More than 10,000 workers at 14 different John Deere locations went on strike at the stroke of midnight after the United Auto Workers union said it was unable to reach a new contract with the tractor company.
"Our members at John Deere strike for the ability to earn a decent living, retire with dignity and establish fair work rules," Chuck Browning, vice president and director of the UAW's Agricultural Implement Department, said in a statement.
John Deere, known for its signature green and yellow farm equipment, said it was committed to a "favorable" outcome for everyone involved — including workers.
"We are determined to reach an agreement with the UAW that would put every employee in a better economic position and continue to make them the highest paid employees in the agriculture and construction industries," Brad Morris, vice president of labor relations for Deere & Company, said in a statement.
"We will keep working day and night to understand our employees' priorities and resolve this strike, while also keeping our operations running for the benefit of all those we serve," he added.
The company did not have an estimate for when workers would return to the job or say how the strike would affect its operations.
Labor actions are occurring across the U.S.
The strike at John Deere is the latest in a wave of recent labor actions that has gotten so large that some are dubbing it "Striketober."
About 1,400 workers at all of Kellogg's cereal plants walked off the job earlier this month after being at an impasse with the company over a new collective bargaining agreement for more than a year.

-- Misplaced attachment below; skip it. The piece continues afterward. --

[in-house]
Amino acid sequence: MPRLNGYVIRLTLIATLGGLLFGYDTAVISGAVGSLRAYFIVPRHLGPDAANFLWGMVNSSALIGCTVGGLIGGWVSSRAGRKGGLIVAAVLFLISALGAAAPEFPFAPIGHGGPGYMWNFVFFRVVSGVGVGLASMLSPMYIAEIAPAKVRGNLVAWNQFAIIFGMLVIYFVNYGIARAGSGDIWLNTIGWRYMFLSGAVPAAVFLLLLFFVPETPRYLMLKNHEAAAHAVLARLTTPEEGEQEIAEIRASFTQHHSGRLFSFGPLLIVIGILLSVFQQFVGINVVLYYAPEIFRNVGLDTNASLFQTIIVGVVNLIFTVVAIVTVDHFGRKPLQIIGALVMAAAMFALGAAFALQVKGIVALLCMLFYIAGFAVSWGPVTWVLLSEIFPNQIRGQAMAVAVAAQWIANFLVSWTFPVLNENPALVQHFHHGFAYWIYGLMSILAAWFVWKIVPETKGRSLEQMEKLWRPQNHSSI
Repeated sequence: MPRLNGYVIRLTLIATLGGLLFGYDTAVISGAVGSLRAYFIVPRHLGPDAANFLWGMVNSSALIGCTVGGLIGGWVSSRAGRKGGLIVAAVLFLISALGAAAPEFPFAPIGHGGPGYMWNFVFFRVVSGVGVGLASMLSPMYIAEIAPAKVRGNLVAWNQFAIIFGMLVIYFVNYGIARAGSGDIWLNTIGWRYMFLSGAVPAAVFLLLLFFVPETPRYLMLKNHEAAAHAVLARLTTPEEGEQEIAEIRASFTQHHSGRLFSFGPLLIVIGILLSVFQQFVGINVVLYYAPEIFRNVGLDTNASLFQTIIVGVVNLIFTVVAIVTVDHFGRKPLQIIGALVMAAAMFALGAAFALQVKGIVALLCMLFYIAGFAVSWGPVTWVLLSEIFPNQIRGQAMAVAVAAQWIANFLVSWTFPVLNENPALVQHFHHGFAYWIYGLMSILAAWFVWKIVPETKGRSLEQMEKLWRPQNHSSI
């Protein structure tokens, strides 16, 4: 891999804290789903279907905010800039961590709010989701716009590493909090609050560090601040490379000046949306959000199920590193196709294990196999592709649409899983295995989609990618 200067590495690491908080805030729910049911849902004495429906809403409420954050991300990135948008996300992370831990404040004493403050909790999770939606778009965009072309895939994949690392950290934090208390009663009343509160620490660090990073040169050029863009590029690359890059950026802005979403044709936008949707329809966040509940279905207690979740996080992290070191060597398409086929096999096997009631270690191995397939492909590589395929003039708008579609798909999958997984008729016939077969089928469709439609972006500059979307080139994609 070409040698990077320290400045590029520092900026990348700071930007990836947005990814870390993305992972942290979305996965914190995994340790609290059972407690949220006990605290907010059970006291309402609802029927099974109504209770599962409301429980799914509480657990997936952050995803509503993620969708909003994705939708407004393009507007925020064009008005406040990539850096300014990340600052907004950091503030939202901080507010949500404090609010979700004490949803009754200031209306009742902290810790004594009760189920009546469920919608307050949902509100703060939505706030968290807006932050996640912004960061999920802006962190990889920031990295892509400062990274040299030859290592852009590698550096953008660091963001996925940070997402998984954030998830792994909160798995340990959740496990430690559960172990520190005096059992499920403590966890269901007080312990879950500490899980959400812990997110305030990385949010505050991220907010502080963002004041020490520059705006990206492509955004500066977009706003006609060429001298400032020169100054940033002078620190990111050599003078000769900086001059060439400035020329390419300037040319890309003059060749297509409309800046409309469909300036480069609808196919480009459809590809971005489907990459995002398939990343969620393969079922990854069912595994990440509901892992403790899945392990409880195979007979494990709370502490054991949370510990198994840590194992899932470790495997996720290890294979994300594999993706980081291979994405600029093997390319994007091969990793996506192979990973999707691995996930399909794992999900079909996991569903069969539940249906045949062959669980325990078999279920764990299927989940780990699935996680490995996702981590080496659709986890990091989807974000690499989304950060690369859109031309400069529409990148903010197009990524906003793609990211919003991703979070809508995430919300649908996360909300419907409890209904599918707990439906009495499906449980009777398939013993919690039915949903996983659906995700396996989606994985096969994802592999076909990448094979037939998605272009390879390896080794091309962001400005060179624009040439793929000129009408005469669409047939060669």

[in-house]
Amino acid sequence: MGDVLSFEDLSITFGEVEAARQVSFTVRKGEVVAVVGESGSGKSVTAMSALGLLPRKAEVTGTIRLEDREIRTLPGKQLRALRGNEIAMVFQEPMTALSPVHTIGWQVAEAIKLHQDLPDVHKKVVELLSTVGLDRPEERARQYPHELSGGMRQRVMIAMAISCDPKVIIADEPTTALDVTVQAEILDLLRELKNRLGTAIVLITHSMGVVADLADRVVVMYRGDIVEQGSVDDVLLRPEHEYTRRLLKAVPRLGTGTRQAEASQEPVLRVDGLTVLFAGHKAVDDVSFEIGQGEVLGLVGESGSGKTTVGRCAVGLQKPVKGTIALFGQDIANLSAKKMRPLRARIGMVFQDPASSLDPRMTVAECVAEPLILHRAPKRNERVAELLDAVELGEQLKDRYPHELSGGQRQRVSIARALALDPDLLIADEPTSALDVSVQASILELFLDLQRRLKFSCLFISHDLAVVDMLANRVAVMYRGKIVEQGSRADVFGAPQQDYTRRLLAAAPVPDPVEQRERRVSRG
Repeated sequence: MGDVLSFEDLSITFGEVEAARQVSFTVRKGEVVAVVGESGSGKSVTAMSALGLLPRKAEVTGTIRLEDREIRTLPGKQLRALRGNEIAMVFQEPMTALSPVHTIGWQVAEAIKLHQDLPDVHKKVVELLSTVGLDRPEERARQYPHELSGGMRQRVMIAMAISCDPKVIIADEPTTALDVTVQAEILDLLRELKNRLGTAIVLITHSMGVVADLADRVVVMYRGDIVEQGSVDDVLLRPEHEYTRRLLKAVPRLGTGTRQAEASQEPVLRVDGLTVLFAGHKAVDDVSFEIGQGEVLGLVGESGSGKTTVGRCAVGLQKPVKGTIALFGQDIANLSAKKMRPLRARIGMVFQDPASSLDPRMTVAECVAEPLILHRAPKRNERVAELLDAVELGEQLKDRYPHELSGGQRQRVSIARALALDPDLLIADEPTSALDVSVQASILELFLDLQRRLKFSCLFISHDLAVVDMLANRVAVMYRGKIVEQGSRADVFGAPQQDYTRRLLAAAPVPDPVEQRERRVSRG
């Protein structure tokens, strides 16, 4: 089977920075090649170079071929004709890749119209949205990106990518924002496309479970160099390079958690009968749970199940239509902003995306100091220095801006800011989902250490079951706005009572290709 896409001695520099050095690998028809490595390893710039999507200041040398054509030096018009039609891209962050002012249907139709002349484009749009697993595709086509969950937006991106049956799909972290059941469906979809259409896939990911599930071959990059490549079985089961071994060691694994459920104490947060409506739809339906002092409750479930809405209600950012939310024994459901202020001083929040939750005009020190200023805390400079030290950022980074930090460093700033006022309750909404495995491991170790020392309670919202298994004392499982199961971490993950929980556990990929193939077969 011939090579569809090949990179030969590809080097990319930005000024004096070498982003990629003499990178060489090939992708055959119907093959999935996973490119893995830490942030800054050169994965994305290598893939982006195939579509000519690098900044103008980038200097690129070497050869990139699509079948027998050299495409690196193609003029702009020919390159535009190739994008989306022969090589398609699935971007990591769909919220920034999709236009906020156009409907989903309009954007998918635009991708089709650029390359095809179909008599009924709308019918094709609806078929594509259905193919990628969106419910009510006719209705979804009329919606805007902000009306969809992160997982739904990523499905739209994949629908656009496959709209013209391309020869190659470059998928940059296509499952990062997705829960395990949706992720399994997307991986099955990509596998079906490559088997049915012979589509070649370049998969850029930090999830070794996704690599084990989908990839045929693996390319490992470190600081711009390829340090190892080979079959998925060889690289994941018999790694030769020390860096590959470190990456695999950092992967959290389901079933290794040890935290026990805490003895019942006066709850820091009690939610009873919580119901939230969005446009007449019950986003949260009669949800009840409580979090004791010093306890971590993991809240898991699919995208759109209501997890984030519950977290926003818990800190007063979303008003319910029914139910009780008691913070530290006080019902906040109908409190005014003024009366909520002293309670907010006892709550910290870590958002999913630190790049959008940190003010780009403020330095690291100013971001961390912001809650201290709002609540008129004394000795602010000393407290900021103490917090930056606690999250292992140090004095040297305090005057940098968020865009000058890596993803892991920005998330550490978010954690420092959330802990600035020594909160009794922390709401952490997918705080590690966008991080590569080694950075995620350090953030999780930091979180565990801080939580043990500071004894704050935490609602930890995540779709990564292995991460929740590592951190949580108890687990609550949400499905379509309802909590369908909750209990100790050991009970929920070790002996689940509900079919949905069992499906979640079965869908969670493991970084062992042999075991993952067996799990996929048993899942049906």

Other strikes may be on the horizon. Roughly 60,000 film and TV workers with the union International Alliance of Theatrical Stage Employees voted to authorize a strike against studios to improve their schedules, pay and working conditions. Nurses and other health care workers at Kaiser Permanente in California and Oregon have also approved a potential strike.
"This is something that started a couple of years back," said Alex Colvin, dean of the Industrial and Labor Relations School at Cornell University, referring to a slight increase in labor actions. "But this current set of strikes definitely is larger than typical that we've seen over recent decades."
Exactly how many strikes occur each year is difficult to quantify, Colvin told NPR. The Bureau of Labor Statistics only tracks major work stoppages involving 1,000 workers or more. On average there are about 16 major work stoppages (both strikes and lockouts) that begin each year, and in 2021 there have been nine through September, according to preliminary federal data.
Colvin's school started a project in May to track strikes across the country.
Still, he suggested that workers and unions are feeling more emboldened recently. While some workers have chosen to quit their jobs altogether during the COVID-19 pandemic, Colvin noted, others have opted to stick with their current employers and push for better working conditions.
"Companies are having to do more to hire workers. They're offering signing bonuses, better packages to hire workers," he said. "The flipside of that is to keep your existing workers and to keep them satisfied, you have to do more. So we're finally starting to see some improvement on the wage front."